If you’re confused by the cost of flying with your bike, you’re not the only one.
Each airline has its own rules and regulations, with some seeming to delight in making travel with anything more than a change of underpants an ordeal. Get the regs wrong and you can face a hefty surcharge at the airport to put your bike on the plane.
And what seems like the best deal flying to a particular destination may not be by the time you’ve taken account of the additional cost of flying your bike out. Not to mention having to take a long ground transfer having flown into an airport miles from your intended destination.
Yellow Jersey Cycle Insurance has attempted to demystify the costs with a couple of handy infographics, showing your luggage allowance, and whether you can include your bike in this or if you need to pay extra.
Most relevant to riders in the UK is the one at the top of this page, showing the charges for European airlines, but the insurance company has now produced other versions for various parts of the world, which you can see on the company's website (opens in new tab). There's a 2018 update to the worldwide infographic in the works.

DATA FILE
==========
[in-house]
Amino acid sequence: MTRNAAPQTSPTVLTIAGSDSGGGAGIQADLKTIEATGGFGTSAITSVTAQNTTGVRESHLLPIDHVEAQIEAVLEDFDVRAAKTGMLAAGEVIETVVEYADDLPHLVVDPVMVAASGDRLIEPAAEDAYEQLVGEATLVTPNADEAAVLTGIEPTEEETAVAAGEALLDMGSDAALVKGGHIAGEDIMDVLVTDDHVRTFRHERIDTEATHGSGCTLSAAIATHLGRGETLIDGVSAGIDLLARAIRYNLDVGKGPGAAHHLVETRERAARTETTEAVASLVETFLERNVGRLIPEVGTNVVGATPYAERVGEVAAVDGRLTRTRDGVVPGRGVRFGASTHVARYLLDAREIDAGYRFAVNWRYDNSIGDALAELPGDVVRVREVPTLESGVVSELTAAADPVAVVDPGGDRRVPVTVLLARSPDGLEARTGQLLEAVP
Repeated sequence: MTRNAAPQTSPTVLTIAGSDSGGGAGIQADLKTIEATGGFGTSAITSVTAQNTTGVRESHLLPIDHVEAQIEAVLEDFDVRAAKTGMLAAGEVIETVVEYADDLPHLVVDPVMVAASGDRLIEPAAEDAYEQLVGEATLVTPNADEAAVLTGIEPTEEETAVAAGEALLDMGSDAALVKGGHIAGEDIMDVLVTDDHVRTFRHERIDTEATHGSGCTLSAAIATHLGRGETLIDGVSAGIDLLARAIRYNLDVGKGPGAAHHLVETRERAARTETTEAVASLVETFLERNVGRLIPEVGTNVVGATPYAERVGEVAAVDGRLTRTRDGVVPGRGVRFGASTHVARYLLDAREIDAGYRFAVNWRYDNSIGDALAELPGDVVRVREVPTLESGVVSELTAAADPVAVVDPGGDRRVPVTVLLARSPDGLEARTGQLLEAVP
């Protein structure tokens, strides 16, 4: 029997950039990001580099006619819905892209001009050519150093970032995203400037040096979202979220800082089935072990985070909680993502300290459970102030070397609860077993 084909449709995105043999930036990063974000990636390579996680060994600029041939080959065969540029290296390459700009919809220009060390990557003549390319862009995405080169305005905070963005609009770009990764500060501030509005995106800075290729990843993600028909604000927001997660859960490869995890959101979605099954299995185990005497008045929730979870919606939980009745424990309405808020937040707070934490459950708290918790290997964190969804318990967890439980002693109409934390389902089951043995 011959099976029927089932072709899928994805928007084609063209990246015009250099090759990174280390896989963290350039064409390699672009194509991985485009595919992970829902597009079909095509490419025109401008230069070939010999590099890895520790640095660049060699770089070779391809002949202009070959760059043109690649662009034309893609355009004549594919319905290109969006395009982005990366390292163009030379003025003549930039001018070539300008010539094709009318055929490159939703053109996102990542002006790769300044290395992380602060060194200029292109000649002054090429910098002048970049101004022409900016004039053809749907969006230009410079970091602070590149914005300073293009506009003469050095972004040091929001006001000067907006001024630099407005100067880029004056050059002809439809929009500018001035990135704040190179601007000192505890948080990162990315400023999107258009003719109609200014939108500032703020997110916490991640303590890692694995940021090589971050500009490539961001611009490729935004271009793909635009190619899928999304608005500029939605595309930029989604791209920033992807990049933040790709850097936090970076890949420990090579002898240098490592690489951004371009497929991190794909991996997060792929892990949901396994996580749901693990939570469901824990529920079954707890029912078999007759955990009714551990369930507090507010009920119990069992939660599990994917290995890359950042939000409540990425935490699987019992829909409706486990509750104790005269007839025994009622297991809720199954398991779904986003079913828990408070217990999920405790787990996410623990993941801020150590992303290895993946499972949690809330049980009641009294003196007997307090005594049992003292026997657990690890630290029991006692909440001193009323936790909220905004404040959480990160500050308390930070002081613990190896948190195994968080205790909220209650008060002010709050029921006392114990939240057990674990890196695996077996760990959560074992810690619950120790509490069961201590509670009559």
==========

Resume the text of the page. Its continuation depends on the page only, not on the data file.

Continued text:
There’s an estimate of the additional cost of carrying your bike too. This may vary depending on the weight of your bike and its box, as well as how much of your included allowance you have used up with your other bags. So you may still need to do a bit of maths to see how much you’ll actually pay.
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But it’s good to have at least an outline of the likely cost and something to go on when making your decision on which airline to book.
Yellow Jersey also points out that should your bike get run over by a passing jet, you’ll get only minimum compensation, whereas its policy includes cover for the value of your bike and the bike box while in transit.
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Paul started writing for Cycling Weekly in 2015, covering cycling tech, new bikes and product testing. Since then, he’s reviewed hundreds of bikes and thousands of other pieces of cycling equipment for the magazine and the Cycling Weekly website.
He’s been cycling for a lot longer than that though and his travels by bike have taken him all around Europe and to California. He’s been riding gravel since before gravel bikes existed too, riding a cyclocross bike through the Chilterns and along the South Downs.
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